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My Painful Pinky

Discussion in 'Technique [BG]' started by the gimp, Apr 11, 2006.


  1. the gimp

    the gimp

    Apr 11, 2006
    hello, im a right handed player and im having real problems with my little finger (left hand) its causing me alot of pain when i play, basically my first knuckle, (the bigger one nearer the hand) likes to stay straight and the one nearer the finger tip bends, and sometimes the first knuckle actually bends in the wrong way under the strain of playing a note.

    Ideally i would like to be able to bend the first (bigger) nuckle, and not the smaller, like i see pretty much every bass or guitar player do apart from me.

    Anyone got any exercises specifically for this problem/ general little finger strengthening exercises.

    Thanks,

    the gimp :ninja:
     
  2. ebe9

    ebe9

    Feb 26, 2006
    South Africa
    I would imagine that it is still the "teathing" stage in terms of building up strength in your hand, bt if the pain persists then stop when next it occurs and if it continues to happen when playing consult your doctor.

    Rather take a break and be able to play again than do long term damage.
     
  3. I've known a couple of musicians with fingers that do the same as yours. What you're doing (at least if you're doing what I think you are) is tensing the the muscle that runs down the back of your finger (this is the muscle that is normally used to straighten the finger out). If you are slightly double jointed (and it sounds like you are if your finger bends backwards under pressure) you can end up pulling the end of your finger into a possition where it cannot easily flex.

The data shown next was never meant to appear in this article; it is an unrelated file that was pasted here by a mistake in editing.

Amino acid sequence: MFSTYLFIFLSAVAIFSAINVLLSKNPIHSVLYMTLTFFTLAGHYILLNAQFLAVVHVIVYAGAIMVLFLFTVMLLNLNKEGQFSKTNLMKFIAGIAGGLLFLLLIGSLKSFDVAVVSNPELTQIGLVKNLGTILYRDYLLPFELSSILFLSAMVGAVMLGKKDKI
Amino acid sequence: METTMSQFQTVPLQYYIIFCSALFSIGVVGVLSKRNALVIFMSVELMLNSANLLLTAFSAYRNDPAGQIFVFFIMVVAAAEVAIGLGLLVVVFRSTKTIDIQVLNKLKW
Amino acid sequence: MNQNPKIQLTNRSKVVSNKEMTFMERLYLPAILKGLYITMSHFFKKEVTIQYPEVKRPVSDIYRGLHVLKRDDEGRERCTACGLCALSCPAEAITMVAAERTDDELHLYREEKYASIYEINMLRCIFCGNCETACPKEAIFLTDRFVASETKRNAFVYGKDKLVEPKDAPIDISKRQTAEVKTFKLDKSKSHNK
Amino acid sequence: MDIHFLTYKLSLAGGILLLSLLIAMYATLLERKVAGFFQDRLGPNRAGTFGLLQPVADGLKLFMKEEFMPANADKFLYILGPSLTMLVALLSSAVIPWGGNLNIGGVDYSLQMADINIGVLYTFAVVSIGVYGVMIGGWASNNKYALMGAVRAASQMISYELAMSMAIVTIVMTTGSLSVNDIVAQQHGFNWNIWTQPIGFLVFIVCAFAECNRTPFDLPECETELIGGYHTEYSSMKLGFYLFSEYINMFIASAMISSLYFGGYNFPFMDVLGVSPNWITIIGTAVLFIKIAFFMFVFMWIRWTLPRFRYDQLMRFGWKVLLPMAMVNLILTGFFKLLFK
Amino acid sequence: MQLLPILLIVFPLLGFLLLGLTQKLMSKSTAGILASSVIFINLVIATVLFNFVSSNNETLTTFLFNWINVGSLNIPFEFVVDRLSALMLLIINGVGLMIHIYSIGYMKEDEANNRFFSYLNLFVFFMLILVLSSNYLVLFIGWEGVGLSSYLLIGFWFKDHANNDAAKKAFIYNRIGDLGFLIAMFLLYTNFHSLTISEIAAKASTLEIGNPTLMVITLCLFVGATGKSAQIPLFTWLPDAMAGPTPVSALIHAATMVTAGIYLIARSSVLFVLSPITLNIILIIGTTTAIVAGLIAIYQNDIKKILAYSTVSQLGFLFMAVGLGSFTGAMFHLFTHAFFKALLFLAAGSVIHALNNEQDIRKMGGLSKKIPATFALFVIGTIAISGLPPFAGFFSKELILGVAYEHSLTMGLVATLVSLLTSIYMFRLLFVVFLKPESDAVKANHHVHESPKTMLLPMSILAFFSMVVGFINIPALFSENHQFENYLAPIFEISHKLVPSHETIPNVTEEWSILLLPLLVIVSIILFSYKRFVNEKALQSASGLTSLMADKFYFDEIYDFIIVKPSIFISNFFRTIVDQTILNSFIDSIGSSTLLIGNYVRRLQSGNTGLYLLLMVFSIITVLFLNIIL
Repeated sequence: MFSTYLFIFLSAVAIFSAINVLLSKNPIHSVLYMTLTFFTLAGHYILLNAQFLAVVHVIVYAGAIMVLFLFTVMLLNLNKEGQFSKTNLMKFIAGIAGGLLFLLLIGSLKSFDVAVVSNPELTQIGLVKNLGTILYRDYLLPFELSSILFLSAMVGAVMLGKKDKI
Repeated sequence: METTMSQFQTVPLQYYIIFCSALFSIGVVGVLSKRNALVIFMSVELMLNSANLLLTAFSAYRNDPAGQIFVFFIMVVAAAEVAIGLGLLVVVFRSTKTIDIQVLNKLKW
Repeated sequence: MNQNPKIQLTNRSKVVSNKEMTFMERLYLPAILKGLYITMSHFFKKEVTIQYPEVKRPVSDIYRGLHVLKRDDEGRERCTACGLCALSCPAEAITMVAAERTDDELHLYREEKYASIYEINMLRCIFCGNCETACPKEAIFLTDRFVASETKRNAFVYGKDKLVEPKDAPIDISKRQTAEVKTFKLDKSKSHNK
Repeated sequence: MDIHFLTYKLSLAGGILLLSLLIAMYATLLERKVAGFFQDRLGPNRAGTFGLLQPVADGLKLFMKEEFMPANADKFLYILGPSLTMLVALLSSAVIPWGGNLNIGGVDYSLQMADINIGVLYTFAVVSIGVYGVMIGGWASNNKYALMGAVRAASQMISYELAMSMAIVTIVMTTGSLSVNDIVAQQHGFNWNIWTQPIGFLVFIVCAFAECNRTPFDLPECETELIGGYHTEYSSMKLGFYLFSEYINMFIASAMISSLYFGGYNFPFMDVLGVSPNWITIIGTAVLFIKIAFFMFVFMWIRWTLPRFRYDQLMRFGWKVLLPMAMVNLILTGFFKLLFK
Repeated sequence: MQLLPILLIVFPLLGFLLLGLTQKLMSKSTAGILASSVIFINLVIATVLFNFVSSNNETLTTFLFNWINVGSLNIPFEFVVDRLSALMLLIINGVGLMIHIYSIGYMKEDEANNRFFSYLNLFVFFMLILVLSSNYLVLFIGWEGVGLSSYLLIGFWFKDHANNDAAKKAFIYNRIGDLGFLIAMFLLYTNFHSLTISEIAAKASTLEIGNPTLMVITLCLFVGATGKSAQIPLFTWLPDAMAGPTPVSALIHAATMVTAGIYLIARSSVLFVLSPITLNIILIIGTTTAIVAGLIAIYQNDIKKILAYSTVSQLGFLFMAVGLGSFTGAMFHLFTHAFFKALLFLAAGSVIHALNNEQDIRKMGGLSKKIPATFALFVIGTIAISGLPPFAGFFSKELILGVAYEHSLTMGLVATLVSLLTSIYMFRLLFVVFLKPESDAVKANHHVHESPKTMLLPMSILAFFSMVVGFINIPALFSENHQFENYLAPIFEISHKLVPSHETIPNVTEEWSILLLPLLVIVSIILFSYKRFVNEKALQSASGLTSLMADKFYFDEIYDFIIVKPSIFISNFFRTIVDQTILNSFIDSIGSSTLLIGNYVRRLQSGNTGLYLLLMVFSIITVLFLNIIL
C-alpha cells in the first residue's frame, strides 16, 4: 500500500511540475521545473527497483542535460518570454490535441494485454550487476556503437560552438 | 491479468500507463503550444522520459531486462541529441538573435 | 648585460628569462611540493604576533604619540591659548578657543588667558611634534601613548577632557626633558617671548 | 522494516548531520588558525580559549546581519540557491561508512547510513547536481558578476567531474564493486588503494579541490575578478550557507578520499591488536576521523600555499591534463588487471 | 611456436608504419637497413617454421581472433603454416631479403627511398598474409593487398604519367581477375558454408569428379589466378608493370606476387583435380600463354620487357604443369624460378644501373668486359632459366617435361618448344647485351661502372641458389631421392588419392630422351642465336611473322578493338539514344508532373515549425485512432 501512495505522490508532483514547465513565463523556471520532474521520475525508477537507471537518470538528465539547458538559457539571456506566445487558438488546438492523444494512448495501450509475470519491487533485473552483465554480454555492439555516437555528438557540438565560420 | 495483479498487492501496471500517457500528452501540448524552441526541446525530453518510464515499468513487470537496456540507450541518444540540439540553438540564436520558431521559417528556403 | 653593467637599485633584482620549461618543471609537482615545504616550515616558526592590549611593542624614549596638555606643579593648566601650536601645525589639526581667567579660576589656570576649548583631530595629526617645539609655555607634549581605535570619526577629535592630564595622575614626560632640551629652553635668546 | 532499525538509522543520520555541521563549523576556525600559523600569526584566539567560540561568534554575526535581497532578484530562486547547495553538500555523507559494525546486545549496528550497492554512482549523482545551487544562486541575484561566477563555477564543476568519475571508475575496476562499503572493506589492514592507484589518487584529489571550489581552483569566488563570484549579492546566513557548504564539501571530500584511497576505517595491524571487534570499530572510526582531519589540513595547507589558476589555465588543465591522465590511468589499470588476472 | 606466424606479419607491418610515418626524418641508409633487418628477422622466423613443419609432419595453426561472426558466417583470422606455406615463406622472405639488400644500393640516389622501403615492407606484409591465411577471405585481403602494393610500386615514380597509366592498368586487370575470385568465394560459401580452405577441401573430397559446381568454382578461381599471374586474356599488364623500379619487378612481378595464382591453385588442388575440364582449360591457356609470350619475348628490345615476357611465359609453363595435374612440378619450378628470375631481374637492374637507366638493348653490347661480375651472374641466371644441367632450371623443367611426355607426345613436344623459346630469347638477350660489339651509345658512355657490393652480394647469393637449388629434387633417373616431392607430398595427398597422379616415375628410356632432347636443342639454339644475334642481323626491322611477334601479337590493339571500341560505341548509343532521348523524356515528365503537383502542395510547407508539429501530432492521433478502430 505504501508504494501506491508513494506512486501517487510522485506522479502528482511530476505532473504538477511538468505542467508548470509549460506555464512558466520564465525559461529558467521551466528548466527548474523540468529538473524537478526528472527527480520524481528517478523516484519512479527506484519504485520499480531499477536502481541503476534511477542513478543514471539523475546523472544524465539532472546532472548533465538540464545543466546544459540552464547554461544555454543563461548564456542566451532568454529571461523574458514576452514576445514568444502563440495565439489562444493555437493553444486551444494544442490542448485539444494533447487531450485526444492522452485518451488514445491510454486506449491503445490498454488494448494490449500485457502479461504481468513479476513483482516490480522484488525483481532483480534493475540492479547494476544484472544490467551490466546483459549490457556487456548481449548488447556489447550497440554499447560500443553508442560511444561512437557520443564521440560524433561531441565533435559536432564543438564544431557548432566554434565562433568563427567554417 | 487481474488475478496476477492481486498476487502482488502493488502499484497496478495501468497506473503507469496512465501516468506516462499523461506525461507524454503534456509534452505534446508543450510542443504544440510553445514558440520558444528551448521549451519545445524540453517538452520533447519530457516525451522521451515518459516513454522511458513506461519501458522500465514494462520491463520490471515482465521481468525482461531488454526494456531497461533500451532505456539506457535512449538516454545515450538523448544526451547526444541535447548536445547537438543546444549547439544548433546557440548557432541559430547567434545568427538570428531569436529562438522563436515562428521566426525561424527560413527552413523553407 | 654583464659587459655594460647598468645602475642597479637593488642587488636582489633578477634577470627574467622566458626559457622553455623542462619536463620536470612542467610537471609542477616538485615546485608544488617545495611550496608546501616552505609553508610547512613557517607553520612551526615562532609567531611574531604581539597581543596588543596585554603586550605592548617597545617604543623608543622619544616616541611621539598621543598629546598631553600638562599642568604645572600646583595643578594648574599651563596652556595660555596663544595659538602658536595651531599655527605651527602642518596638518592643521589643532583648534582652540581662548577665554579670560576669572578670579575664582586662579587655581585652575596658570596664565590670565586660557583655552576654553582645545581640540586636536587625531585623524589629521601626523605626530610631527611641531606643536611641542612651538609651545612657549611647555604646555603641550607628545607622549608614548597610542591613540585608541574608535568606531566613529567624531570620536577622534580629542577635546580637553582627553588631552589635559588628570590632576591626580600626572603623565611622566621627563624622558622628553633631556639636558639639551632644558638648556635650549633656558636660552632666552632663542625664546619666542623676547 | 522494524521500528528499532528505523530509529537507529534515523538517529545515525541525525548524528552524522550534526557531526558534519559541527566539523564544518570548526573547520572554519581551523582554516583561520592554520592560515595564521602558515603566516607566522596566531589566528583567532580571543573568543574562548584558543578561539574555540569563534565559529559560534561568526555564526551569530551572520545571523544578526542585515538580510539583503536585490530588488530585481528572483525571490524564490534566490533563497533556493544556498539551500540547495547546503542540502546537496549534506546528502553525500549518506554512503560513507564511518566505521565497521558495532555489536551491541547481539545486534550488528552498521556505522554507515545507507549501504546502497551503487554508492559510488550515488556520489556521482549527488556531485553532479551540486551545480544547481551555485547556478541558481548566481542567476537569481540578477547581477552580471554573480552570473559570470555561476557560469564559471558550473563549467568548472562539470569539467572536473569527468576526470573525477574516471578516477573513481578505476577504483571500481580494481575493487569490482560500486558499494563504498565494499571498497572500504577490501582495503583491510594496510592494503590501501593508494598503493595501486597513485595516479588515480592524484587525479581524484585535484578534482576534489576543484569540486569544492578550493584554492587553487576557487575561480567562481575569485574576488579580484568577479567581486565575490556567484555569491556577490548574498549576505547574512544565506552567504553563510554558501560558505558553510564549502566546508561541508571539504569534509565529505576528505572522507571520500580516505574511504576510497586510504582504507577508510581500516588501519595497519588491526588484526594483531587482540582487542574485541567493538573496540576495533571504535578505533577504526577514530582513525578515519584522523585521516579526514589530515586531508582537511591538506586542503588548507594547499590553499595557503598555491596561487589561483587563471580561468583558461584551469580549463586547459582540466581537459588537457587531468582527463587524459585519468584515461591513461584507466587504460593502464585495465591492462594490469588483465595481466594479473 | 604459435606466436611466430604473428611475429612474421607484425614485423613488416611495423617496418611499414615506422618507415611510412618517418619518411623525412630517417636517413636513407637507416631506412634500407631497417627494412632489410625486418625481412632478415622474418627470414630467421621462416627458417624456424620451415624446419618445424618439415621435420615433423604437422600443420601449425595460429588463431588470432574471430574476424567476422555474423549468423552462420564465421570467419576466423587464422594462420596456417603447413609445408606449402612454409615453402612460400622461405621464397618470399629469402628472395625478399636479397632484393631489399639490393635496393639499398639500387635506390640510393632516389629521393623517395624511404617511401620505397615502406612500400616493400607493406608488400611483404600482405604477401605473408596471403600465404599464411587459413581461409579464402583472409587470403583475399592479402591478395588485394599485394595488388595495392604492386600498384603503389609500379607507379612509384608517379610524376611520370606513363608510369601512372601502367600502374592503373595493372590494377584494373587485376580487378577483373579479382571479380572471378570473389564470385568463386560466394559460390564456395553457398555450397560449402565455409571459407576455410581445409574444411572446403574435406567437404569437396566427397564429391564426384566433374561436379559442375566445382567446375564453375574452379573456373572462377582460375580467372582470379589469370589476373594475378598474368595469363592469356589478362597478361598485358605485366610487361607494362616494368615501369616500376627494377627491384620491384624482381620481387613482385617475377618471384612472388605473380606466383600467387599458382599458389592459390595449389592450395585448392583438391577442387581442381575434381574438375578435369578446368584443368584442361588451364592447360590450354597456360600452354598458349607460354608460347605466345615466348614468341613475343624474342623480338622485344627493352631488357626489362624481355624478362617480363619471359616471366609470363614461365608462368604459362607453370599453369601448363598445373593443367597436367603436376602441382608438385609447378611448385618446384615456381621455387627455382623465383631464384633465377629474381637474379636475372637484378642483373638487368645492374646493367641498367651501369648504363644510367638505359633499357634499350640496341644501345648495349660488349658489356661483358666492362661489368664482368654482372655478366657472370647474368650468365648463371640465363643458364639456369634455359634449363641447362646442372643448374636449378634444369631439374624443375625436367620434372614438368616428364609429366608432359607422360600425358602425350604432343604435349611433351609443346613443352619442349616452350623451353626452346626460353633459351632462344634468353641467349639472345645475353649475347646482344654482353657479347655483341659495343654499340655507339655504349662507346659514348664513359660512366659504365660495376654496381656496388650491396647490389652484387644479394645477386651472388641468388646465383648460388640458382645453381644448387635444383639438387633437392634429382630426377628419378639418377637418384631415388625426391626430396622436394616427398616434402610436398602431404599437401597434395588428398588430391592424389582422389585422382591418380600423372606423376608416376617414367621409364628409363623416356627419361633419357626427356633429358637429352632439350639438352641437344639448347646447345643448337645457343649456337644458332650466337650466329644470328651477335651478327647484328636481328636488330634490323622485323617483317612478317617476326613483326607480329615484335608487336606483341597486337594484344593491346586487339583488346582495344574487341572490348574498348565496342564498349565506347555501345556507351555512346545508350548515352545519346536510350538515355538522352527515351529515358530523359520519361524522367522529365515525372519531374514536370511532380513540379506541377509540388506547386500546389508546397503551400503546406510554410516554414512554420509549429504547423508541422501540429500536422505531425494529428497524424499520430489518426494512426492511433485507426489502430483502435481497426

What you have to do is relax your hand. Odd as it may seem it can require a lot of concentration to play relaxed, especially to start with. Really focus on making sure that your hand is as relaxed and flexible as it can be and do some slow exercises: scales and the like. If the finger bends back you should stop, take all the pressure off and lift the finger, bend it forward and then place it back on the string.

    I'm pretty sure that relaxing will sort this out for you but I must point out that I have no medical training, only the experience of a few mates. As you will see posted again and again on TB: If it hurts, stop. If it keeps hurting, see a doctor. You really don't want to mess up your hand when there are so many basses left to play.

    Cheers, and best of luck.
     
  4. jeff_bass28

    jeff_bass28 Guest

    Mar 21, 2006
    Get one of those GripMaster hand exercisers. I recently got some nerve damage in my left hand & have limited use of and feeling in my ring and little fingers. Doc said to find something to exercise my hand with. That GripMaster thing is my new best friend; I can move my fingers again! Still kind of tough to play bass with no feeling in your fingers, though.
     
  5. the gimp

    the gimp

    Apr 11, 2006
    cheerz for the info guys, ill give all this a go
     
  6. MD

    MD

    Nov 7, 2000
    Marin Co. CA.
    Hey Gimp,

    I posted this a while back, and, in the absence of any physical/medical issues, it's a good exercise.
    Start in the lower register, first or second possition on your E or A, and play....

    1-4-3-4 X 4
    1-4-2-4 X 4
    1-3-2-3 X 4
    Then shift up and repeat. Add a 2-4-3-4 later.
     
  7. chaosMK

    chaosMK

    May 26, 2005
    Albuquerque, NM
    Hi-fi into an old tube amp
    Practice scales/modes using your pinky often.

    A sick way to build up strength in your fingers/hand is to practice scales that are oriented closer to the nut like F or F# (or C/C# if you are on a 5-string). I think once you have the strength developed, things can relax a little.

    Also, note your left hand thumb position. I think that if you place your thumb on the center of the back of the neck, in line with the neck, (rather than wrapping your thumb around the neck like you are gripping something) it places your pinky in more a less the correct position. I used to have pinky technique problems, and this was critical in my improvement.
     

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